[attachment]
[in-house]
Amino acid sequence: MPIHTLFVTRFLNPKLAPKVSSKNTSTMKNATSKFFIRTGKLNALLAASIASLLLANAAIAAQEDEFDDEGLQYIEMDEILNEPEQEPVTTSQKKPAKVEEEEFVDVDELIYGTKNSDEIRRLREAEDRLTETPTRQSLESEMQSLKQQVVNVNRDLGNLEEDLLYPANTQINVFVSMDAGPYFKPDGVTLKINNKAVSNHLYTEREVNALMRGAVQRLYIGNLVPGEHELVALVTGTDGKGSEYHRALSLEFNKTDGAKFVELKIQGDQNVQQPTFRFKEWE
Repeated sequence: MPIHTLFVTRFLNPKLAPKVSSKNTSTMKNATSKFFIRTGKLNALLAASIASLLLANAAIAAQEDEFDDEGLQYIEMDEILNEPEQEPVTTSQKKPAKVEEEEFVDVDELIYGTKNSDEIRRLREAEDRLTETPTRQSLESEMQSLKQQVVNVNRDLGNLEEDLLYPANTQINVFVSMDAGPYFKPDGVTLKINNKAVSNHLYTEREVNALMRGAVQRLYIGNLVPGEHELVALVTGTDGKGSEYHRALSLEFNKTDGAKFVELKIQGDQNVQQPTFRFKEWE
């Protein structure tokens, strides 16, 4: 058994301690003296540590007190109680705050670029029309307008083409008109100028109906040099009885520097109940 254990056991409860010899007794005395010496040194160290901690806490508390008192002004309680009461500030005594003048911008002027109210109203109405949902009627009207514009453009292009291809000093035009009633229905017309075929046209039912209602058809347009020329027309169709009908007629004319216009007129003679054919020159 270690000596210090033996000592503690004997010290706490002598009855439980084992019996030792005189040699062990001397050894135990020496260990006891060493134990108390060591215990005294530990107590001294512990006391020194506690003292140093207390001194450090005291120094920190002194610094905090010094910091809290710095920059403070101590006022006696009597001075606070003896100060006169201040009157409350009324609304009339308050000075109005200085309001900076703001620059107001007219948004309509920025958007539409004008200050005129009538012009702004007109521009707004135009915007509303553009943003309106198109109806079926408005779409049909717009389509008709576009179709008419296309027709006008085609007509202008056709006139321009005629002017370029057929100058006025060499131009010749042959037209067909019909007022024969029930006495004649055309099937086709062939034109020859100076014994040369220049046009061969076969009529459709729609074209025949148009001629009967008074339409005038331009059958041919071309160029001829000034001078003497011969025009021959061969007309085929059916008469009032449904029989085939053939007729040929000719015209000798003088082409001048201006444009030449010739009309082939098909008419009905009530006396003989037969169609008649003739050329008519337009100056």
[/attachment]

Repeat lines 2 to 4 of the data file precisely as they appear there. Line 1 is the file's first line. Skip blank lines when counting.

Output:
Amino acid sequence: MPIHTLFVTRFLNPKLAPKVSSKNTSTMKNATSKFFIRTGKLNALLAASIASLLLANAAIAAQEDEFDDEGLQYIEMDEILNEPEQEPVTTSQKKPAKVEEEEFVDVDELIYGTKNSDEIRRLREAEDRLTETPTRQSLESEMQSLKQQVVNVNRDLGNLEEDLLYPANTQINVFVSMDAGPYFKPDGVTLKINNKAVSNHLYTEREVNALMRGAVQRLYIGNLVPGEHELVALVTGTDGKGSEYHRALSLEFNKTDGAKFVELKIQGDQNVQQPTFRFKEWE
Repeated sequence: MPIHTLFVTRFLNPKLAPKVSSKNTSTMKNATSKFFIRTGKLNALLAASIASLLLANAAIAAQEDEFDDEGLQYIEMDEILNEPEQEPVTTSQKKPAKVEEEEFVDVDELIYGTKNSDEIRRLREAEDRLTETPTRQSLESEMQSLKQQVVNVNRDLGNLEEDLLYPANTQINVFVSMDAGPYFKPDGVTLKINNKAVSNHLYTEREVNALMRGAVQRLYIGNLVPGEHELVALVTGTDGKGSEYHRALSLEFNKTDGAKFVELKIQGDQNVQQPTFRFKEWE
């Protein structure tokens, strides 16, 4: 058994301690003296540590007190109680705050670029029309307008083409008109100028109906040099009885520097109940 254990056991409860010899007794005395010496040194160290901690806490508390008192002004309680009461500030005594003048911008002027109210109203109405949902009627009207514009453009292009291809000093035009009633229905017309075929046209039912209602058809347009020329027309169709009908007629004319216009007129003679054919020159 270690000596210090033996000592503690004997010290706490002598009855439980084992019996030792005189040699062990001397050894135990020496260990006891060493134990108390060591215990005294530990107590001294512990006391020194506690003292140093207390001194450090005291120094920190002194610094905090010094910091809290710095920059403070101590006022006696009597001075606070003896100060006169201040009157409350009324609304009339308050000075109005200085309001900076703001620059107001007219948004309509920025958007539409004008200050005129009538012009702004007109521009707004135009915007509303553009943003309106198109109806079926408005779409049909717009389509008709576009179709008419296309027709006008085609007509202008056709006139321009005629002017370029057929100058006025060499131009010749042959037209067909019909007022024969029930006495004649055309099937086709062939034109020859100076014994040369220049046009061969076969009529459709729609074209025949148009001629009967008074339409005038331009059958041919071309160029001829000034001078003497011969025009021959061969007309085929059916008469009032449904029989085939053939007729040929000719015209000798003088082409001048201006444009030449010739009309082939098909008419009905009530006396003989037969169609008649003739050329008519337009100056």